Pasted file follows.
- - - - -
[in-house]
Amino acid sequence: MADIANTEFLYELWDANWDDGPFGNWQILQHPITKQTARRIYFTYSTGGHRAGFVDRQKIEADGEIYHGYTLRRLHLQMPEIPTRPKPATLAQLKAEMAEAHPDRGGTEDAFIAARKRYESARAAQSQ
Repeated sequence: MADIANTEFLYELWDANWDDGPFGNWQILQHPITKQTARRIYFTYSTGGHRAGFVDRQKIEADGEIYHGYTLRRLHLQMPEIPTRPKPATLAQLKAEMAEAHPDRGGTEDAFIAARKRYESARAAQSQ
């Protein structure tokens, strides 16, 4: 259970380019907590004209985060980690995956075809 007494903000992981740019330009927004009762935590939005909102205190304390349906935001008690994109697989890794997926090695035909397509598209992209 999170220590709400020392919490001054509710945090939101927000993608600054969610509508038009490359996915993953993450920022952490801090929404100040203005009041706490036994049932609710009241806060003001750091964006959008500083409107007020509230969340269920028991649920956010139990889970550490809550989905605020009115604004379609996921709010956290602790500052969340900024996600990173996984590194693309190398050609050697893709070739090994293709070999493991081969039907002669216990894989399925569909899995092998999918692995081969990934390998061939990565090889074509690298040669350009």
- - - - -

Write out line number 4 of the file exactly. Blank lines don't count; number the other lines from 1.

């Protein structure tokens, strides 16, 4: 259970380019907590004209985060980690995956075809 007494903000992981740019330009927004009762935590939005909102205190304390349906935001008690994109697989890794997926090695035909397509598209992209 999170220590709400020392919490001054509710945090939101927000993608600054969610509508038009490359996915993953993450920022952490801090929404100040203005009041706490036994049932609710009241806060003001750091964006959008500083409107007020509230969340269920028991649920956010139990889970550490809550989905605020009115604004379609996921709010956290602790500052969340900024996600990173996984590194693309190398050609050697893709070739090994293709070999493991081969039907002669216990894989399925569909899995092998999918692995081969990934390998061939990565090889074509690298040669350009």